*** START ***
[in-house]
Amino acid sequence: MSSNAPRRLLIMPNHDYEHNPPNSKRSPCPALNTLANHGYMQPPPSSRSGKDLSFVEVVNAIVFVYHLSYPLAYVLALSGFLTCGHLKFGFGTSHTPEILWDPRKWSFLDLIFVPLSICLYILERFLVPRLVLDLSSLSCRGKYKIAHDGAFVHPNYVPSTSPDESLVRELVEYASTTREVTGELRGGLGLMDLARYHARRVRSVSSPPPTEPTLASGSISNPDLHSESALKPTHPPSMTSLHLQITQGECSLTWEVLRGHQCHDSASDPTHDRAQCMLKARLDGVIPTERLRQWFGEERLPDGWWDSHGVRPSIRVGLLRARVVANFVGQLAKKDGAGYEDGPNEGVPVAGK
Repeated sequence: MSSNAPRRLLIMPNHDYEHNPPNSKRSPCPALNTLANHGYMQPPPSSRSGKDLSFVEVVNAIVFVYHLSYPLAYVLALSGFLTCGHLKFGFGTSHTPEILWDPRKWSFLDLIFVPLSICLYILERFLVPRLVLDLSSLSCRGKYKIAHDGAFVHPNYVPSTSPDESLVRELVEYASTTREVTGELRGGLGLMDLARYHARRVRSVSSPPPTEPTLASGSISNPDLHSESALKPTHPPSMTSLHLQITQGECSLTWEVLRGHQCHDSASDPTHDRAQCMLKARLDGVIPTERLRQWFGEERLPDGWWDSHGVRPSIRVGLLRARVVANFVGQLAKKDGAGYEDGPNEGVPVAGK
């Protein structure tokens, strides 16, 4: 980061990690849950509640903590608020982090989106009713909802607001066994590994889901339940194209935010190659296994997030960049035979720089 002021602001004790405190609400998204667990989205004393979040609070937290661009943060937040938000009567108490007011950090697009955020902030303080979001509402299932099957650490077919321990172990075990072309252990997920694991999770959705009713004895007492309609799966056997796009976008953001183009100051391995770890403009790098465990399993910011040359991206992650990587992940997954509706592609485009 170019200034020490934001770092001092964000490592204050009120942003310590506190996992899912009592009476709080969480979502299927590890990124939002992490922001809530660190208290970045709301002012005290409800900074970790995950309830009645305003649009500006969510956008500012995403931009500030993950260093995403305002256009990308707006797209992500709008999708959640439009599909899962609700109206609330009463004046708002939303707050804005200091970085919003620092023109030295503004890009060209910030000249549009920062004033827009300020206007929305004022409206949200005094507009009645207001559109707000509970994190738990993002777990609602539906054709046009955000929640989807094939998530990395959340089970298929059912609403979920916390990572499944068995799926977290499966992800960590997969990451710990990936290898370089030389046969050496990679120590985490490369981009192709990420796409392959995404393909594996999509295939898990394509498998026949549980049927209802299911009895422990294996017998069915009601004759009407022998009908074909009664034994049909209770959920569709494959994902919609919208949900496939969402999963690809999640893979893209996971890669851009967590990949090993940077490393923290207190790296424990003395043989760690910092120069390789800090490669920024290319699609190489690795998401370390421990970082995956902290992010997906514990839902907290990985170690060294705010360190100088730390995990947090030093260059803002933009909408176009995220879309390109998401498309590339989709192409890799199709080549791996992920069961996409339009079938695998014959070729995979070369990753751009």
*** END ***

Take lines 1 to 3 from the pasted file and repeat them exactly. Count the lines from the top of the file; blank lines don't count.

[in-house]
Amino acid sequence: MSSNAPRRLLIMPNHDYEHNPPNSKRSPCPALNTLANHGYMQPPPSSRSGKDLSFVEVVNAIVFVYHLSYPLAYVLALSGFLTCGHLKFGFGTSHTPEILWDPRKWSFLDLIFVPLSICLYILERFLVPRLVLDLSSLSCRGKYKIAHDGAFVHPNYVPSTSPDESLVRELVEYASTTREVTGELRGGLGLMDLARYHARRVRSVSSPPPTEPTLASGSISNPDLHSESALKPTHPPSMTSLHLQITQGECSLTWEVLRGHQCHDSASDPTHDRAQCMLKARLDGVIPTERLRQWFGEERLPDGWWDSHGVRPSIRVGLLRARVVANFVGQLAKKDGAGYEDGPNEGVPVAGK
Repeated sequence: MSSNAPRRLLIMPNHDYEHNPPNSKRSPCPALNTLANHGYMQPPPSSRSGKDLSFVEVVNAIVFVYHLSYPLAYVLALSGFLTCGHLKFGFGTSHTPEILWDPRKWSFLDLIFVPLSICLYILERFLVPRLVLDLSSLSCRGKYKIAHDGAFVHPNYVPSTSPDESLVRELVEYASTTREVTGELRGGLGLMDLARYHARRVRSVSSPPPTEPTLASGSISNPDLHSESALKPTHPPSMTSLHLQITQGECSLTWEVLRGHQCHDSASDPTHDRAQCMLKARLDGVIPTERLRQWFGEERLPDGWWDSHGVRPSIRVGLLRARVVANFVGQLAKKDGAGYEDGPNEGVPVAGK